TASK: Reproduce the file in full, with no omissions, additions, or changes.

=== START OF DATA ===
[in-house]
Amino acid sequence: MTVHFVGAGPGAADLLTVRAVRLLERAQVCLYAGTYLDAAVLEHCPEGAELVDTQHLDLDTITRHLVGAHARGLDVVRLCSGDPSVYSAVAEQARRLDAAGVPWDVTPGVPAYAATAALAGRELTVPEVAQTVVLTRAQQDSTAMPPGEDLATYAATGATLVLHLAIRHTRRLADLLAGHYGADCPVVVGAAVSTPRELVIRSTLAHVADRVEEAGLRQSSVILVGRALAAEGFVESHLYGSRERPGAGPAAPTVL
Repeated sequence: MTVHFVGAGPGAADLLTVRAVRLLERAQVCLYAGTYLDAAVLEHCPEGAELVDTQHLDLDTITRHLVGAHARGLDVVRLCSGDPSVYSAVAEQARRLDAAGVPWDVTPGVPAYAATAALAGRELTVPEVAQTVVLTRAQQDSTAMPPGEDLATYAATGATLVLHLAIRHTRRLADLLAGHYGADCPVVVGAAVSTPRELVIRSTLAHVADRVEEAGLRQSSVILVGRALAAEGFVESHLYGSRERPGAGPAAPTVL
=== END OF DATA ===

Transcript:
[in-house]
Amino acid sequence: MTVHFVGAGPGAADLLTVRAVRLLERAQVCLYAGTYLDAAVLEHCPEGAELVDTQHLDLDTITRHLVGAHARGLDVVRLCSGDPSVYSAVAEQARRLDAAGVPWDVTPGVPAYAATAALAGRELTVPEVAQTVVLTRAQQDSTAMPPGEDLATYAATGATLVLHLAIRHTRRLADLLAGHYGADCPVVVGAAVSTPRELVIRSTLAHVADRVEEAGLRQSSVILVGRALAAEGFVESHLYGSRERPGAGPAAPTVL
Repeated sequence: MTVHFVGAGPGAADLLTVRAVRLLERAQVCLYAGTYLDAAVLEHCPEGAELVDTQHLDLDTITRHLVGAHARGLDVVRLCSGDPSVYSAVAEQARRLDAAGVPWDVTPGVPAYAATAALAGRELTVPEVAQTVVLTRAQQDSTAMPPGEDLATYAATGATLVLHLAIRHTRRLADLLAGHYGADCPVVVGAAVSTPRELVIRSTLAHVADRVEEAGLRQSSVILVGRALAAEGFVESHLYGSRERPGAGPAAPTVL